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      Critical Inhaler Handling Error Is an Independent Risk Factor for Frequent Exacerbations of Chronic Obstructive Pulmonary Disease: Interim Results of a Single Center Prospective Study

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          Chronic obstructive pulmonary disease (COPD) acute exacerbations are significant causes of morbidity and mortality. “Frequent exacerbator” phenotypes are considered a distinct subgroup and this phenotype has a negative effect on lung function, quality of life, activity, hospital admission, and mortality. We assess inhaler handling technique and adherence, and evaluate risk factors associated with frequent exacerbations in COPD patients.


          This study was a cross-sectional, case-control study. We prospectively enrolled 189 COPD patients from Yeungnam University Hospital from January 2018 to November 2018. Subjects were tested regarding their inhaler technique in face-to-face interviews with an advanced practice nurse of inhaler upon study entry. Frequency of moderate to severe COPD exacerbations were reviewed via electronic medical records during 12 months prior to study entry. Frequent exacerbations were defined as ≥2 moderate to severe exacerbations in the prior 12 months. Multivariate logistic regression was performed to identify risk factors for frequent exacerbations.


          Among 189 COPD patients, 50 (26.5%) were frequent exacerbators. Based on univariate analyses, body mass index (BMI) < 25 kg/m 2, lower forced expiratory volume in 1 s (FEV 1), higher mMRC, lower feeling of satisfaction with the inhaler, and any critical errors were potential risk factors for frequent exacerbations. Multivariate logistic regression analyses revealed that BMI < 25 kg/m 2 (OR, 2.855, 95% CI, 1.247–6.534; p=0.013), higher mMRC (OR, 1.625, 95% CI, 1.072–2.463; p=0.022), and any critical error (OR, 2.020, 95% CI, 1.021–3.999; p=0.044) were risk factors.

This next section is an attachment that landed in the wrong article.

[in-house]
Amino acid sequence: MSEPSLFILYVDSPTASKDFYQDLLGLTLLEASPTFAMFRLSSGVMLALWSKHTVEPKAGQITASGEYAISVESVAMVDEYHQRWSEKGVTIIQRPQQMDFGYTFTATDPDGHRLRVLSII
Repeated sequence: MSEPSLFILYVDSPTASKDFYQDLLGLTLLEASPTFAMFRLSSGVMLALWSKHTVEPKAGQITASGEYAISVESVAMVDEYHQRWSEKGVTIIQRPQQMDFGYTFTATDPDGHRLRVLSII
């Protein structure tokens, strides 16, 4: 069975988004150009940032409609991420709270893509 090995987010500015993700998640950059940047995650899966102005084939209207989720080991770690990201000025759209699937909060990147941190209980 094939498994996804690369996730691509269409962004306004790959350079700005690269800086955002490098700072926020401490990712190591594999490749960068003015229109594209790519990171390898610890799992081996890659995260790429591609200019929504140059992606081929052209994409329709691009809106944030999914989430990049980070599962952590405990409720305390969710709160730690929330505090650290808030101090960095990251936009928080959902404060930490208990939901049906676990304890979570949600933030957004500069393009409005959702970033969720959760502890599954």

Any critical error, BMI < 25 kg/m 2 and high mMRC are independent risk factors for frequent exacerbations in COPD patients. Careful monitoring and education around inhaler devices, particularly in frequent exacerbators, are important components of COPD treatment.

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          Most cited references 19

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          Effect of incorrect use of dry powder inhalers on management of patients with asthma and COPD.

          Incorrect usage of inhaler devices might have a major influence on the clinical effectiveness of the delivered drug. This issue is poorly addressed in management guidelines. This article presents the results of a systematic literature review of studies evaluating incorrect use of established dry powder inhalers (DPIs) by patients with asthma or chronic obstructive pulmonary disease (COPD). Overall, we found that between 4% and 94% of patients, depending on the type of inhaler and method of assessment, do not use their inhalers correctly. The most common errors made included failure to exhale before actuation, failure to breath-hold after inhalation, incorrect positioning of the inhaler, incorrect rotation sequence, and failure to execute a forceful and deep inhalation. Inefficient DPI technique may lead to insufficient drug delivery and hence to insufficient lung deposition. As many as 25% of patients have never received verbal inhaler technique instruction, and for those that do, the quality and duration of instruction is not adequate and not reinforced by follow-up checks. This review demonstrates that incorrect DPI technique with established DPIs is common among patients with asthma and COPD, and suggests that poor inhalation technique has detrimental consequences for clinical efficacy. Regular assessment and reinforcement of correct inhalation technique are considered by health professionals and caregivers to be an essential component of successful asthma management. Improvement of asthma and COPD management could be achieved by new DPIs that are easy to use correctly and are forgiving of poor inhalation technique, thus ensuring more successful drug delivery.
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            Mechanisms and impact of the frequent exacerbator phenotype in chronic obstructive pulmonary disease